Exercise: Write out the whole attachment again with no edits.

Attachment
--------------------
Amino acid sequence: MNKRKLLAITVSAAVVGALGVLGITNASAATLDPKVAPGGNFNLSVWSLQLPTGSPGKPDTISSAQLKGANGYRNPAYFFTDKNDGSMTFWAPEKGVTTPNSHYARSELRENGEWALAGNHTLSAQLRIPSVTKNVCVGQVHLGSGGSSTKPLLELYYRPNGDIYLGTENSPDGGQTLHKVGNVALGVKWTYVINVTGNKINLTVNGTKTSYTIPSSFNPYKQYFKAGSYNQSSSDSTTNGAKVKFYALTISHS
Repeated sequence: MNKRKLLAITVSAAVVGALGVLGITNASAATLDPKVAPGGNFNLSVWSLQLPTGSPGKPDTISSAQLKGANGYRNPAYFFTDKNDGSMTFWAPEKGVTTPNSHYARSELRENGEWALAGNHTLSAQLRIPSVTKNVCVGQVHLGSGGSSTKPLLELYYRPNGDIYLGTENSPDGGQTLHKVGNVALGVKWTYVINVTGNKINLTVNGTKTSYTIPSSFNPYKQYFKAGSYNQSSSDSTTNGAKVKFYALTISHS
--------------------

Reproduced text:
Amino acid sequence: MNKRKLLAITVSAAVVGALGVLGITNASAATLDPKVAPGGNFNLSVWSLQLPTGSPGKPDTISSAQLKGANGYRNPAYFFTDKNDGSMTFWAPEKGVTTPNSHYARSELRENGEWALAGNHTLSAQLRIPSVTKNVCVGQVHLGSGGSSTKPLLELYYRPNGDIYLGTENSPDGGQTLHKVGNVALGVKWTYVINVTGNKINLTVNGTKTSYTIPSSFNPYKQYFKAGSYNQSSSDSTTNGAKVKFYALTISHS
Repeated sequence: MNKRKLLAITVSAAVVGALGVLGITNASAATLDPKVAPGGNFNLSVWSLQLPTGSPGKPDTISSAQLKGANGYRNPAYFFTDKNDGSMTFWAPEKGVTTPNSHYARSELRENGEWALAGNHTLSAQLRIPSVTKNVCVGQVHLGSGGSSTKPLLELYYRPNGDIYLGTENSPDGGQTLHKVGNVALGVKWTYVINVTGNKINLTVNGTKTSYTIPSSFNPYKQYFKAGSYNQSSSDSTTNGAKVKFYALTISHS